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AiRay overcomes barriers

AiRay overcomes barriers

AiRay overcomes barriers

Japan: Takanori Nishikawa, also known by the stage name TM Revolution, recently performed multiple concerts at The Saitama Super Arena on the outskirts of Tokyo. Hibino Sound delivered the audio setup, as designed by its chief system designer, Hiroshi Inoue, who opted for a Coda Audio AiRay systen due to the unorthodox staging employed for the show.

The main stage gave way to a runway that covered much of the arena’s length and crossed in the middle to allow the singer to get as close to as many of his fans as possible. While visually effective, this meant that FOH was located 70m away from the stage and the lateral runway created a barrier between FOH and the ground stacked subs. Even without these hurdles, Hibino Sound had facilitated audio for previous gigs at the venue and found it to be an acoustically challenging space in general.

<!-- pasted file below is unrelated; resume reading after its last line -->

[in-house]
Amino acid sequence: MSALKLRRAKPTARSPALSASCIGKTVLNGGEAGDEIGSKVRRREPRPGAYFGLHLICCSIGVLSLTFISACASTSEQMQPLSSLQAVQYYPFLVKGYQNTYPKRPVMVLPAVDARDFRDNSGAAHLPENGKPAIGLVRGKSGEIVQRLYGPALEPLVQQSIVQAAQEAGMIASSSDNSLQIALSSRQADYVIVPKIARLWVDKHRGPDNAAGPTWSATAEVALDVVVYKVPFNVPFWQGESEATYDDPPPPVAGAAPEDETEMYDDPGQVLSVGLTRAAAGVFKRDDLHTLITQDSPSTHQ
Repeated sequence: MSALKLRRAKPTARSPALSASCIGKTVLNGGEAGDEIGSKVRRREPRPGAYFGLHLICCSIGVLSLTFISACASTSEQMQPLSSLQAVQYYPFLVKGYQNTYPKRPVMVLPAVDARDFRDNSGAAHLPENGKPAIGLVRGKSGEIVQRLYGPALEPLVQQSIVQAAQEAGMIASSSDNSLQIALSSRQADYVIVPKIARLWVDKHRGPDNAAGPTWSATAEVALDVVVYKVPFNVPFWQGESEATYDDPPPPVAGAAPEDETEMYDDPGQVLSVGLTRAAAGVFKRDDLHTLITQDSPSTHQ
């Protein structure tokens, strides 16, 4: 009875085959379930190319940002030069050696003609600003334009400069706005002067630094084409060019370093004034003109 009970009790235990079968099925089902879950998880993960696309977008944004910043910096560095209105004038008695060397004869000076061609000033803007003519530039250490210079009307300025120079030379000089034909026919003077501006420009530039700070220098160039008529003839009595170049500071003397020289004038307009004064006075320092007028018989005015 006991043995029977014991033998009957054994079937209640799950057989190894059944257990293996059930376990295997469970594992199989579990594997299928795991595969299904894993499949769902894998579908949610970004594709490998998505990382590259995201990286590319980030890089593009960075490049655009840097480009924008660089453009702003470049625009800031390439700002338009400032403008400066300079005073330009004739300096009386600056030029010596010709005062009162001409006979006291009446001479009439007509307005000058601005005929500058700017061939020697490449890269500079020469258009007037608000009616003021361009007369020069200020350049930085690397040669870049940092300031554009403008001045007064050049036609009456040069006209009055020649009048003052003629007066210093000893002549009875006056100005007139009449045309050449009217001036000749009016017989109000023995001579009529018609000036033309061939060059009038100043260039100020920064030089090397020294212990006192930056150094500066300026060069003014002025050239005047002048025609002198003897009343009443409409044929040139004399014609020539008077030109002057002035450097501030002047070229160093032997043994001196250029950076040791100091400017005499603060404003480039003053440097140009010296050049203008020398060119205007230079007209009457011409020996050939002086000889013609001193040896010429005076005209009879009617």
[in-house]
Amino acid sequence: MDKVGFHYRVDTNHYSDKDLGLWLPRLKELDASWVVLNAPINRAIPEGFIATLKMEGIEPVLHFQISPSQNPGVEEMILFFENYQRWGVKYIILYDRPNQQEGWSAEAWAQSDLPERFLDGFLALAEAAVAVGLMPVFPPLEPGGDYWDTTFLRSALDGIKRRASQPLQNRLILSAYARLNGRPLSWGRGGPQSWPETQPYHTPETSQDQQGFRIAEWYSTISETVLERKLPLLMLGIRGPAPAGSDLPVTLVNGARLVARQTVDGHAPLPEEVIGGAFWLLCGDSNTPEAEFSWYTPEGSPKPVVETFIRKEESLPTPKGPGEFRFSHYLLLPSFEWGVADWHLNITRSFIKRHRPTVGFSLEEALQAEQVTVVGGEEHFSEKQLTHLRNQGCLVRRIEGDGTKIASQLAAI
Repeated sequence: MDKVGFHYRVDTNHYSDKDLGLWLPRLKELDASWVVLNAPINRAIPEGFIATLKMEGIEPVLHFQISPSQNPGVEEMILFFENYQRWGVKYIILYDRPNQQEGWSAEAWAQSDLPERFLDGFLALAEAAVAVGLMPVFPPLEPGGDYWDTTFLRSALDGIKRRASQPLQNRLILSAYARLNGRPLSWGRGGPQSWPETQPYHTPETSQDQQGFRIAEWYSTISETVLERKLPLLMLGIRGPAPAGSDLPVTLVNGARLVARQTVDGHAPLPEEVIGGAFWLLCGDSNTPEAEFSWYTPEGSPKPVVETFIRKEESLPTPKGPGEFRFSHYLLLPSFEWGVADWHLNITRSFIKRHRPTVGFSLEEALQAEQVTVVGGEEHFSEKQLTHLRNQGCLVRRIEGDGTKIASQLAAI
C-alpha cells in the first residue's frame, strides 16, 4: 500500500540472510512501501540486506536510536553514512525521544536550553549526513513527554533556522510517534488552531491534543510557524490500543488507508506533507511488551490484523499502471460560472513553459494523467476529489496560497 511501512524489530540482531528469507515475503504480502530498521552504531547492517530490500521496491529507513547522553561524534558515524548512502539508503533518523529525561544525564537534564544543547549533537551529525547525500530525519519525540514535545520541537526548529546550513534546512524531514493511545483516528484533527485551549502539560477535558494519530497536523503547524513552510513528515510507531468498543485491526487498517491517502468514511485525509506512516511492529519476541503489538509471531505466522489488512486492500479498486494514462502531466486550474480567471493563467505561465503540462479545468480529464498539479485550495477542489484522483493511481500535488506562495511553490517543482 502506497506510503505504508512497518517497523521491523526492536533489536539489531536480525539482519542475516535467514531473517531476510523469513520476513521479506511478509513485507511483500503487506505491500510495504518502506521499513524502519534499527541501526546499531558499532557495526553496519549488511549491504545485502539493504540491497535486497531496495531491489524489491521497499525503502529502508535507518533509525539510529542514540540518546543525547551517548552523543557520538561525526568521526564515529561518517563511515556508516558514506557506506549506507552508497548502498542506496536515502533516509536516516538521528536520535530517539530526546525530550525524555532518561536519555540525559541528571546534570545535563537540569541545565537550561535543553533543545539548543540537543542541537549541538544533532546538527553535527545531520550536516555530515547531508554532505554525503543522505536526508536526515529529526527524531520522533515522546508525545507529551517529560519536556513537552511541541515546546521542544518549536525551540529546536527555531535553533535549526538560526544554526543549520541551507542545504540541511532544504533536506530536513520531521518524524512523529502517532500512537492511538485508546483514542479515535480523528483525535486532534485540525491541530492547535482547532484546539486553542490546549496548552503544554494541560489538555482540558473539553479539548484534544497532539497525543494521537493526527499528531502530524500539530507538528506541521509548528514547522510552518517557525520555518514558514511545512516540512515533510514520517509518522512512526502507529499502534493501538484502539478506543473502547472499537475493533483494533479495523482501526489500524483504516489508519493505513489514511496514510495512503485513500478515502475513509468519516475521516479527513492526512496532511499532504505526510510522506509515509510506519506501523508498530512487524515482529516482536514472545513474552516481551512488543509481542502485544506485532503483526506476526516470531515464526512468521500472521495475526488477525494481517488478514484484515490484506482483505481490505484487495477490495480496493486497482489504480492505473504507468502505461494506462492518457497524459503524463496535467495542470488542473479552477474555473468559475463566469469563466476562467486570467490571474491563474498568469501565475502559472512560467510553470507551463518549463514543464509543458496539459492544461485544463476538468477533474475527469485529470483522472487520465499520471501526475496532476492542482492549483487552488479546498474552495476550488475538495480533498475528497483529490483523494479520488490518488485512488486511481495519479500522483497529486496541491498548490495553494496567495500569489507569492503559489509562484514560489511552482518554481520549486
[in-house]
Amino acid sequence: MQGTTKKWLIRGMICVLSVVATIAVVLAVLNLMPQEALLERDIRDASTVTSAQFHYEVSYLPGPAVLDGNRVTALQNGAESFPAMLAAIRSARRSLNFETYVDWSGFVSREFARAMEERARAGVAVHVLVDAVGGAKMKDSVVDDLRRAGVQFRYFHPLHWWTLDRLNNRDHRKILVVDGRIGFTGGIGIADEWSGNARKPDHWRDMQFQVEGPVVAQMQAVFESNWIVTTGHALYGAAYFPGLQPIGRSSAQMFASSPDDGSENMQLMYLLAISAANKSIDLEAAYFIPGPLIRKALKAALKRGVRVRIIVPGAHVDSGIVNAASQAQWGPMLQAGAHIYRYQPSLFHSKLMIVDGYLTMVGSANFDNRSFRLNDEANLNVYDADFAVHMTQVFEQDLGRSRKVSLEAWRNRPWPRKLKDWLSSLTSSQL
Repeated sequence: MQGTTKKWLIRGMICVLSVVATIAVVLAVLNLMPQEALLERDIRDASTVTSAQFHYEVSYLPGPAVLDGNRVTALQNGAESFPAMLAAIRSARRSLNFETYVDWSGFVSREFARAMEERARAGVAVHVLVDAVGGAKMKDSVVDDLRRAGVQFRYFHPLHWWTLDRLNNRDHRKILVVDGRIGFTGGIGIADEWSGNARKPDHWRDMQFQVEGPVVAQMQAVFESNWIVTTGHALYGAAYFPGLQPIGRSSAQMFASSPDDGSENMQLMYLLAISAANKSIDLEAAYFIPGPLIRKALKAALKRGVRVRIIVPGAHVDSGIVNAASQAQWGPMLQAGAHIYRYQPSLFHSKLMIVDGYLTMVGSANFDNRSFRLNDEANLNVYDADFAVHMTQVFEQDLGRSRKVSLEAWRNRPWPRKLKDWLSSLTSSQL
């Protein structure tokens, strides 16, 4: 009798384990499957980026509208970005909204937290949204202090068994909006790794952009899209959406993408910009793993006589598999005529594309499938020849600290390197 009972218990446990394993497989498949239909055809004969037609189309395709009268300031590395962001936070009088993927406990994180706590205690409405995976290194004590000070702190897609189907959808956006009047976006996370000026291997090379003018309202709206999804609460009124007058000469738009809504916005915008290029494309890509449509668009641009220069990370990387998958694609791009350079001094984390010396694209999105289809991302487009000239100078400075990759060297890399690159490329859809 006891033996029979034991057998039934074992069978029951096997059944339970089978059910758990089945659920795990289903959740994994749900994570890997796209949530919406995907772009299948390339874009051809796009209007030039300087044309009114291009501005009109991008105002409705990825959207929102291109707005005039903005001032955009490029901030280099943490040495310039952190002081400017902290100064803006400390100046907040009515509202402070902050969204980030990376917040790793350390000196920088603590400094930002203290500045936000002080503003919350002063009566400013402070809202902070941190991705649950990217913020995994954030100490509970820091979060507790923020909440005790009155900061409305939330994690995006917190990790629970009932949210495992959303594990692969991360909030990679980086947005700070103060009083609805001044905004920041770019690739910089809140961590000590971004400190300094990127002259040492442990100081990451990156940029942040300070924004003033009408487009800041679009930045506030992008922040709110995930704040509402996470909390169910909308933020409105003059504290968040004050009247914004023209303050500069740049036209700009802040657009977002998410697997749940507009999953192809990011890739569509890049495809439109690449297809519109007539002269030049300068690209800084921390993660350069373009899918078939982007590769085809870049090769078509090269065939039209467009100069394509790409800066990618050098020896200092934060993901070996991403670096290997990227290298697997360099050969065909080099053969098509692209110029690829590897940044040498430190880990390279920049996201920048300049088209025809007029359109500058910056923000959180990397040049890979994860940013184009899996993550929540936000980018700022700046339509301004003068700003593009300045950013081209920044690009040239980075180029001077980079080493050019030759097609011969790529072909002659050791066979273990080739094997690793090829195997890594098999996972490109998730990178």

‘Normally, when doing shows at the Saitama Super Arena, we've always had issues with 200Hz to 300Hz in the central area around 90m from the main stage and we've always had to work hard to resolve it,’ explained Mr Inoue. ‘Using AiRay, we had clear sound from any position in the arena and I realised that our previous issues were not caused by the design of the venue at all. It was amazing that I could feel the “shape” of the sound very close up no matter where I stood in the audience area.’

The main PA setup comprised 12 AiRays flown centrally below three SC2-F bass extension units. A further eight AiRays were hung per side for side-fill, while six TiRay cabinets delivered front-fill. The ground stacked subs came in the form of 12 SCV-F enclosures.  

Hibino Sound acquired its AiRay inventory last year. ‘Using Coda Audio AiRay for this concert was a revelation,’ revealed Hibino Sound FOH engineer Shintaro Sato. ‘I couldn't believe the sound of the system from 70m away – the detail was incredible – it was as though I was listening very close up. Also what amazed me was the reproducibility of the output sound against the input signal – meaning the audience is experiencing a more “real” sound.’

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